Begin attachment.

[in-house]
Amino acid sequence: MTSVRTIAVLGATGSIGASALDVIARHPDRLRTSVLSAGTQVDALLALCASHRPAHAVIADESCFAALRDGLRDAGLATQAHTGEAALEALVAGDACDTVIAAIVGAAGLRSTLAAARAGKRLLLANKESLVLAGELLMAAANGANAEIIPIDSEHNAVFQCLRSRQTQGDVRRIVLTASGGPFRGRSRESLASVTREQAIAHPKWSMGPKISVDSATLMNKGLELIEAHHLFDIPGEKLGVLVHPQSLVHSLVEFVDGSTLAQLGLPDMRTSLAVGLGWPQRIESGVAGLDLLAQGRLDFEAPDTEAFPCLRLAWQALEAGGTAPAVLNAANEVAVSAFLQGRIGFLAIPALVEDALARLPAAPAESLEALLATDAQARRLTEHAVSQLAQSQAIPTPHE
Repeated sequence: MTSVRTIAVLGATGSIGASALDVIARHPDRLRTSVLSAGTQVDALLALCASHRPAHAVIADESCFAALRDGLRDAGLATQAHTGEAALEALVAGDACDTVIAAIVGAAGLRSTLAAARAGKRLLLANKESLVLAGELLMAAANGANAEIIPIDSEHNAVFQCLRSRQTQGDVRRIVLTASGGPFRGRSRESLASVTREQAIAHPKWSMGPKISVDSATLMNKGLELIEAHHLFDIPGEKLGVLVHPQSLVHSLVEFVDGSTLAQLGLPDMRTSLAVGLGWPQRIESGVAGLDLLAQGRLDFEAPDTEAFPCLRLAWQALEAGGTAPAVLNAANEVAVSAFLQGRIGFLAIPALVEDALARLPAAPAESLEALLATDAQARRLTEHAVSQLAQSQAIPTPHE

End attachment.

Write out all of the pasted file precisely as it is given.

[in-house]
Amino acid sequence: MTSVRTIAVLGATGSIGASALDVIARHPDRLRTSVLSAGTQVDALLALCASHRPAHAVIADESCFAALRDGLRDAGLATQAHTGEAALEALVAGDACDTVIAAIVGAAGLRSTLAAARAGKRLLLANKESLVLAGELLMAAANGANAEIIPIDSEHNAVFQCLRSRQTQGDVRRIVLTASGGPFRGRSRESLASVTREQAIAHPKWSMGPKISVDSATLMNKGLELIEAHHLFDIPGEKLGVLVHPQSLVHSLVEFVDGSTLAQLGLPDMRTSLAVGLGWPQRIESGVAGLDLLAQGRLDFEAPDTEAFPCLRLAWQALEAGGTAPAVLNAANEVAVSAFLQGRIGFLAIPALVEDALARLPAAPAESLEALLATDAQARRLTEHAVSQLAQSQAIPTPHE
Repeated sequence: MTSVRTIAVLGATGSIGASALDVIARHPDRLRTSVLSAGTQVDALLALCASHRPAHAVIADESCFAALRDGLRDAGLATQAHTGEAALEALVAGDACDTVIAAIVGAAGLRSTLAAARAGKRLLLANKESLVLAGELLMAAANGANAEIIPIDSEHNAVFQCLRSRQTQGDVRRIVLTASGGPFRGRSRESLASVTREQAIAHPKWSMGPKISVDSATLMNKGLELIEAHHLFDIPGEKLGVLVHPQSLVHSLVEFVDGSTLAQLGLPDMRTSLAVGLGWPQRIESGVAGLDLLAQGRLDFEAPDTEAFPCLRLAWQALEAGGTAPAVLNAANEVAVSAFLQGRIGFLAIPALVEDALARLPAAPAESLEALLATDAQARRLTEHAVSQLAQSQAIPTPHE